Adjective "ablative" definition and examples

Pronunciation

/ˈablətɪv/

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Definitions and examples

adjective

Denoting a case (especially in Latin) of nouns and pronouns and words in grammatical agreement with them indicating an agent, instrument, or source, expressed by ‘by’, ‘with’, or ‘from’ in English.
  1. 'And what on earth is ‘motu’ - ablative form of ‘motus’, but there is no fourth-declension ‘motus’ in Lewis and Short.'
  2. 'Indeed, the nominal part of this prepositional phrase is not in the nominative case; sub governs the ablative case.'
(of surgical treatment) involving ablation.
  1. 'Disease limited to the liver is suitable for surgical resection or ablative techniques.'
  2. 'Atrophic scars, on the other hand, can be resurfaced with either ablative or nonablative lasers.'
  3. 'The ablative surgery included an anterior thigh flap by the plastic surgery service.'
  4. 'It may be wise to biopsy all ‘warts’ before ablative treatment.'
Relating to or subject to ablation through melting or evaporation.
  1. 'Tests concluded that the average time the cannon needed to penetrate high-power ablative shielding and hull plating, was just under sixteen seconds.'
  2. 'Alright, get up here, and switch on the ablative hull armor.'
  3. 'Protected by an ablative thermal shield, the probe will decelerate to 400 metres per second.'
  4. 'George Thompson gritted his teeth as he reported ‘Dorsal ablative armor is dropping fast, inner shield systems aren't responding.’'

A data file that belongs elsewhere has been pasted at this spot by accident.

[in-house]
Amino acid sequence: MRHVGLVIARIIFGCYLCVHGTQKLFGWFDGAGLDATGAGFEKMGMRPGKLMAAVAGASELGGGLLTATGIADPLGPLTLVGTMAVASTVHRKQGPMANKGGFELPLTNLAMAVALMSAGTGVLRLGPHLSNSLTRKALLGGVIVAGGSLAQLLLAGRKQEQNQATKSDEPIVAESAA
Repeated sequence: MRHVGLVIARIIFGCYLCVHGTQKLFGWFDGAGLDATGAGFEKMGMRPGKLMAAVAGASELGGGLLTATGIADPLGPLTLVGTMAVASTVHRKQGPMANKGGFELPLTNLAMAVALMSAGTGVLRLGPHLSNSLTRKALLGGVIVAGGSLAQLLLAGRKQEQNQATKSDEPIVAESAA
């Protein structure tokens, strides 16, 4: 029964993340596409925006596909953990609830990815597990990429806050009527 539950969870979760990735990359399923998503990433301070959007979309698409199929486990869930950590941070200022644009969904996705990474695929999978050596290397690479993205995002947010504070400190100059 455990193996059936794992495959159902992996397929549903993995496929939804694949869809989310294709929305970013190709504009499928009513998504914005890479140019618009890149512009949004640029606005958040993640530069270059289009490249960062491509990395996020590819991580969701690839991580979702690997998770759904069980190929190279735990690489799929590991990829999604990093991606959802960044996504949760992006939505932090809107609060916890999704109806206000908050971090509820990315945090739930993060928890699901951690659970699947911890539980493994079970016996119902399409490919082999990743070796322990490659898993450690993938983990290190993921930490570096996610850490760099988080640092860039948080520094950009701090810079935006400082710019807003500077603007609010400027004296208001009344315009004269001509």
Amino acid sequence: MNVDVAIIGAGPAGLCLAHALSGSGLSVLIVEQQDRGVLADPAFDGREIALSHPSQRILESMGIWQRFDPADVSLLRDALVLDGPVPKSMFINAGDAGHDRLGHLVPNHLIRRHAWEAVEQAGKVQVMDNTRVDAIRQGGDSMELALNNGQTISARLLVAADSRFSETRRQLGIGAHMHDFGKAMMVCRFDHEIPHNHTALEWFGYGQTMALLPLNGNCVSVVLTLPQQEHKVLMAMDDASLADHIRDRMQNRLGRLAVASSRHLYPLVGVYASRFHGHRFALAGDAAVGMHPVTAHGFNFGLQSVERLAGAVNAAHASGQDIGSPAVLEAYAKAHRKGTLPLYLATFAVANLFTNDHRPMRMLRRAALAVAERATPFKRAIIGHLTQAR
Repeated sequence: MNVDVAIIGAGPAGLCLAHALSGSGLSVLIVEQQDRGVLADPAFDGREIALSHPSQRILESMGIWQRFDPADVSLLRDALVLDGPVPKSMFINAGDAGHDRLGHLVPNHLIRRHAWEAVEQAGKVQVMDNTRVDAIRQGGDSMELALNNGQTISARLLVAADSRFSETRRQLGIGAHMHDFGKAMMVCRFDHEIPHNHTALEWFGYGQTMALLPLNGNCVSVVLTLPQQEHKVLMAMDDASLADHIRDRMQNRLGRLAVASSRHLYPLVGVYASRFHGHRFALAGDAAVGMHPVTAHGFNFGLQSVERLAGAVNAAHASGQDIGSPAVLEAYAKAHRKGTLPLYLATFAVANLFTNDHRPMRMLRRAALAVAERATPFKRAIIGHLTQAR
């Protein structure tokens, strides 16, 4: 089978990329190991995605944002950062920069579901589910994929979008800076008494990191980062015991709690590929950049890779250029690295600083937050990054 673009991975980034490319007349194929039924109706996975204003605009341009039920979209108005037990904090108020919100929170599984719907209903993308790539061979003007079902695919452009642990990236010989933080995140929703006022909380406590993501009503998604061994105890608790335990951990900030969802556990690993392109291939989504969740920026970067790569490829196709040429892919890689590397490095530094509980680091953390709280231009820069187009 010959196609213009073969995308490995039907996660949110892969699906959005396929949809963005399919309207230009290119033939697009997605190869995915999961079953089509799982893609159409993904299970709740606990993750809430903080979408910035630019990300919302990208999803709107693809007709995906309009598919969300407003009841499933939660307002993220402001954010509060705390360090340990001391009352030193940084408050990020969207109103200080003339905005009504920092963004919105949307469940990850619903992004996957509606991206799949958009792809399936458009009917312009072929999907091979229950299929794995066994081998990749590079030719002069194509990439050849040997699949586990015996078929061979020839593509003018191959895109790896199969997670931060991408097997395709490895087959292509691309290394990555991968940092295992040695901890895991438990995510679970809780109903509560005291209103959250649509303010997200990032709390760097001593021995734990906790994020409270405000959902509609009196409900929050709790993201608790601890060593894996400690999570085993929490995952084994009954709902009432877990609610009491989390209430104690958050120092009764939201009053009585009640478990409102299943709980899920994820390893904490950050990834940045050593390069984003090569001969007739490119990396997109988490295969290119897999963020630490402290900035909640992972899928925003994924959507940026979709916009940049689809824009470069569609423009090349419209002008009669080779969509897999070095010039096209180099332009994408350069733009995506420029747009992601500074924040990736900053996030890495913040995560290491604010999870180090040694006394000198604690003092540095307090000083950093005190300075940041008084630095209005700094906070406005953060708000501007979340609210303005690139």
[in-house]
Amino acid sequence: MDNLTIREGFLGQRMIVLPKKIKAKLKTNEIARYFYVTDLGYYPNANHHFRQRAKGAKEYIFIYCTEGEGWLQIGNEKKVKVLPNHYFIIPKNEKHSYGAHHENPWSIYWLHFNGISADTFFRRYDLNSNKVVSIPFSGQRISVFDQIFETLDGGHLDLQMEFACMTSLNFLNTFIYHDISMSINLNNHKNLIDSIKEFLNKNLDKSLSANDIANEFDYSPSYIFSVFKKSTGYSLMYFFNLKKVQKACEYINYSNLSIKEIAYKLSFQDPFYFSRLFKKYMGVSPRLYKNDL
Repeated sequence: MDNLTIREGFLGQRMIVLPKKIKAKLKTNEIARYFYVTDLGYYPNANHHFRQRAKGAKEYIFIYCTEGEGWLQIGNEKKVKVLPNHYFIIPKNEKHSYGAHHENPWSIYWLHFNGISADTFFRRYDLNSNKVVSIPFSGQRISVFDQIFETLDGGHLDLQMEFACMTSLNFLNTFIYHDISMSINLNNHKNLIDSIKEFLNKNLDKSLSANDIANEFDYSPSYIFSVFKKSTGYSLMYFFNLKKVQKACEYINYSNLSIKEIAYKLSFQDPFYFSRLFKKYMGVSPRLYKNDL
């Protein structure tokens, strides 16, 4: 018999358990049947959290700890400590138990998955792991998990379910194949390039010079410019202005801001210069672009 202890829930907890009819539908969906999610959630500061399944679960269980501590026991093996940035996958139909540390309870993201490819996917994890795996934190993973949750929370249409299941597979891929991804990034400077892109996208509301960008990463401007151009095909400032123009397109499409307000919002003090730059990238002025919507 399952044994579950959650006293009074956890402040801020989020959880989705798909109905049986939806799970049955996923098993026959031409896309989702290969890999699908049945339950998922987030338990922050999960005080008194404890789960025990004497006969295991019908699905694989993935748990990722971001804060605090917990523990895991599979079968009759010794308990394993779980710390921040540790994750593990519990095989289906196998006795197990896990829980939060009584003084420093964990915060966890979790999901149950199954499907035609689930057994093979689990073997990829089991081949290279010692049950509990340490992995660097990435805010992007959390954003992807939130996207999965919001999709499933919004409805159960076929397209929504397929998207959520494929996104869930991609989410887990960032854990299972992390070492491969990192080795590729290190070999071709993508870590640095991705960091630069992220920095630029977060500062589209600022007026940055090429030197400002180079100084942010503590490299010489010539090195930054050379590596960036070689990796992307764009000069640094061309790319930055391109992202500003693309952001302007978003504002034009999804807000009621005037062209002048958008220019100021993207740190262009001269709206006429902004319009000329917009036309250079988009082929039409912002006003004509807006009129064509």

5. 'To hell with temporal paradoxes, let's have that ablative armor and transphasic torpedo technology just a few years earlier.'
  6. 'An ablative heat shield is made of a resinous composite material that slowly vaporizes during descent.'
  7. 'But that ablative armor of your's isn't going hold out under this punishment.'

noun

A word in the ablative case.
  1. 'You may find yourself analyzing a long sentence with half a dozen unexplained ablatives left over at the end.'
  2. 'Thinking of ablatives as Latin's version of English adverbial clauses and phrases may help you.'
  3. 'The nominal system distinguishes five cases: nominative, genitive, dative, accusative, and ablative.'
  4. 'Just to clarify what the cases mean - dative means Bellesiles is the indirect object; and the ablative, among other things, it's used with the preposition ‘with’ (I wrote the book with Bellesiles).'

Definitions

1. (in some inflected languages) noting a case that has among its functions the indication of place from which or, as in Latin, place in which, manner, means, instrument, or agent. noun

2. the ablative case.

3. a word in that case, as Troiā in Latin Aenēas Troiā vēnit, “Aeneas came from Troy.”.

More examples(as adjective)

"absolutes can be ablative."

Origin

(ablative)Late Middle English: from Old French ablative (feminine of ablatif), Latin ablativus, from ablat- ‘taken away’ (see ablation).